in an holistic timeline. And it lets you debug slow
frames very, very easily, because it highlights them. If a frame is running,
it’s taking more than 33 milliseconds to run, well,
the UI will show you. In this UI, there’s a lot
of information packed here. You can see this
device dual cores– all the threads. You can reorder threads,
just to have thread that are common together. It’s very useful. You can see that this thread,
too, is visually using a lot of CPU, the bright areas. And you can see there very
interesting information. Most of the CPU is
happening– most of the CPU– time is spent on the
CPU, on the core three. The other cores are
relatively light. How use that information? Well, it depends on what
you are trying to do. But for example,
this will tell me– OK, wait a second. I might get a little better
frame rate if I take this work and it’s spread across
multiple threads. But now, you don’t
have to guess. This will tell you. Let’s look at this
rendered thread. Again, here it’s using
quite a lot of CPU. And you can see other
single tasks that are running on in parallel. This is telling you another
interesting information. You do have a rendered
thread that is separate from the main thread. Good job. Something that generally
you want to do. Now let’s look at this trace. You can see that plain
bitmaps, this particular thread is using a lot of CPU. Fine, that’s all right. But you can also see that
it’s jumping from one core to the other. It’s been scheduled
in different cores. Now, let’s imagine
you’re already hitting your frame rate. So you’re good for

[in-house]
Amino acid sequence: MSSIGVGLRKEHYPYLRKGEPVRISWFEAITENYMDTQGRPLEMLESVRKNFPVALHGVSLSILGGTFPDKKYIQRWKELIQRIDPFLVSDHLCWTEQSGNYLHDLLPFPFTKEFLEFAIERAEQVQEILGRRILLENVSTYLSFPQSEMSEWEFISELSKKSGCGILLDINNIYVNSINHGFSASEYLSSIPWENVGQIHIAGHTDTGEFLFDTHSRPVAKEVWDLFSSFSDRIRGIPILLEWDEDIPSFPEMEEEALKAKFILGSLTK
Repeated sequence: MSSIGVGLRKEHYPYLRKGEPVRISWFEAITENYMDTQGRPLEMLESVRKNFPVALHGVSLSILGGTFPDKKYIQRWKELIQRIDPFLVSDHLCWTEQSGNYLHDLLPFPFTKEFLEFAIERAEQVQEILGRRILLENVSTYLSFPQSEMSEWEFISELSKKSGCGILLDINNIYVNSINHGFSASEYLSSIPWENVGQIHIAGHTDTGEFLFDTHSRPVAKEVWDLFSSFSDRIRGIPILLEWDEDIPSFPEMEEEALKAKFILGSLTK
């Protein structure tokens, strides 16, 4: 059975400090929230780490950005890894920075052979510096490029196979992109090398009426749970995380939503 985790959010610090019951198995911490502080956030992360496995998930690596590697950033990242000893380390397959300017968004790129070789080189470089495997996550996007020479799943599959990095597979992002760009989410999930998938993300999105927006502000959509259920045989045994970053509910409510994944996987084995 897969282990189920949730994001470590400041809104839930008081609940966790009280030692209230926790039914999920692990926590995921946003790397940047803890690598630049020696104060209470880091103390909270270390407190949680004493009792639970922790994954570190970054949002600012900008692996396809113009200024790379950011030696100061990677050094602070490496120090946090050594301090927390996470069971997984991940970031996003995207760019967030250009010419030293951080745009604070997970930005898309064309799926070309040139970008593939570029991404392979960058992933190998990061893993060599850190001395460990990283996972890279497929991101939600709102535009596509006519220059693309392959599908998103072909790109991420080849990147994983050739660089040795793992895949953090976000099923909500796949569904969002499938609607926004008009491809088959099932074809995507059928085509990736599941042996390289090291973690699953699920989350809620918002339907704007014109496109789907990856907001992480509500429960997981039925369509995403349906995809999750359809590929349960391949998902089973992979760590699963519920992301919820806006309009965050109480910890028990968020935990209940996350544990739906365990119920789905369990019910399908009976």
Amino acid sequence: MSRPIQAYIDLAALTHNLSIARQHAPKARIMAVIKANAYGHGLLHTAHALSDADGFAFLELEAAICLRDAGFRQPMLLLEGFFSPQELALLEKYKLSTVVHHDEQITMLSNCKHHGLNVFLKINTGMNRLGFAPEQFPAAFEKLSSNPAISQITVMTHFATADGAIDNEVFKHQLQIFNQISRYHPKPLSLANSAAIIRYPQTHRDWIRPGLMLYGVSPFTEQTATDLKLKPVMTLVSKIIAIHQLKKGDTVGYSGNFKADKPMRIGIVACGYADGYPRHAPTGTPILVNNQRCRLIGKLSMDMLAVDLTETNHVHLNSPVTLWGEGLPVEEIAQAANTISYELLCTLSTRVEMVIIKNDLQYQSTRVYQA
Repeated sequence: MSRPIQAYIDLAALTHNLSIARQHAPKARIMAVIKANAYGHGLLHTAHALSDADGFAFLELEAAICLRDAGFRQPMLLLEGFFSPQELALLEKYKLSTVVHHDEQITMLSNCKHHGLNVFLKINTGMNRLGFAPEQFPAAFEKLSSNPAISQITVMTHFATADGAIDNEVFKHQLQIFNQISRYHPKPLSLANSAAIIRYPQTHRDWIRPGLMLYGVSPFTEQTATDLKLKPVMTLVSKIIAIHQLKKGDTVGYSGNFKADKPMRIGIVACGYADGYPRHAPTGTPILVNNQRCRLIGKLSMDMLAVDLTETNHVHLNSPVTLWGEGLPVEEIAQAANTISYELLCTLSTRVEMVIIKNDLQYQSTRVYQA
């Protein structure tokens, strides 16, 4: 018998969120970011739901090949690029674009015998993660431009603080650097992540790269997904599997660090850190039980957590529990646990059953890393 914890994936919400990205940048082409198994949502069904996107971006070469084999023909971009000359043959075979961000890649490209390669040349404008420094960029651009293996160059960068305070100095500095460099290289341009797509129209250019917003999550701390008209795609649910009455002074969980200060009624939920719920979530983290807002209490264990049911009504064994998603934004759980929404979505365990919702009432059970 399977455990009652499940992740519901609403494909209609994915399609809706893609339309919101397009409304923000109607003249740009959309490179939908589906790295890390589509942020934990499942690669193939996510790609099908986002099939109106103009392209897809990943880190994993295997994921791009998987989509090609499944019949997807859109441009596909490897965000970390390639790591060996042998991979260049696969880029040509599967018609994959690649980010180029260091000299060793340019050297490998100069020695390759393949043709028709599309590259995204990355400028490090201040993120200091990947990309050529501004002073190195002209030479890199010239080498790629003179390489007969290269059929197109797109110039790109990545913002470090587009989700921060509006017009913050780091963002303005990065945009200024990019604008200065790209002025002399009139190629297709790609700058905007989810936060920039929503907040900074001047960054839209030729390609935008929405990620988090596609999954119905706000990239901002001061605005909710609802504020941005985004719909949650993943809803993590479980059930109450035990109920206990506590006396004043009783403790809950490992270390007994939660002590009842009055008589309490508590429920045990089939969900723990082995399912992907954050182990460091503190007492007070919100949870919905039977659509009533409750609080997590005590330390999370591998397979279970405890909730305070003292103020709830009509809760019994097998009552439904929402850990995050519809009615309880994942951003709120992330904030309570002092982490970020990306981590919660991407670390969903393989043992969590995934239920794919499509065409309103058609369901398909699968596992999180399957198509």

the frame rate. This information could
be used to say, OK, let’s try to set affinity for
this thread to a slow core. And let’s see if we
can save some battery. Or let’s put it on a
fast core, and let’s see if we can save some
battery there this way. Because the work is
finished earlier. So everything can
go to sleep quicker, instead of just jumping around. But the takeaway that
they want from this is you can see it visually
instead of trying to guess, which is what we
were doing before. The red bar means
this is a slow frame. And this tells you
that this frame is taking 200 milliseconds,
which is like more than 33. And something weird
is happening inflate. This might suggest that
some assets have been unpacked during this frame. Might be weird–
something going on there. But again, you see it visually. As I mentioned, this
system records events. You can insert your events
as well, and you record that. For example, let’s imagine
that you have a shadow pass. You want to look at
the shadow pass– in which thread is
running and what is happening, compared to
the rest of the system. Well, you can insert
custom events. And I give you a
nice sculpt trace. Just stick it at the
beginning of a function. And there you are. Its function is recorded. In the future, we’re
going to show in the main UI, also
the Vsyncs, which is very interesting
to see if you are hitting the Vsync with
your threads visually. We now support both 30
and 60 frames per second for if you’re making a racing
game, don’t want to run at 30. Limitations. There’s a limitation on API. It’s API 23 and before. It only runs on single
process for now. But that will be lifted. You can export traces. But you cannot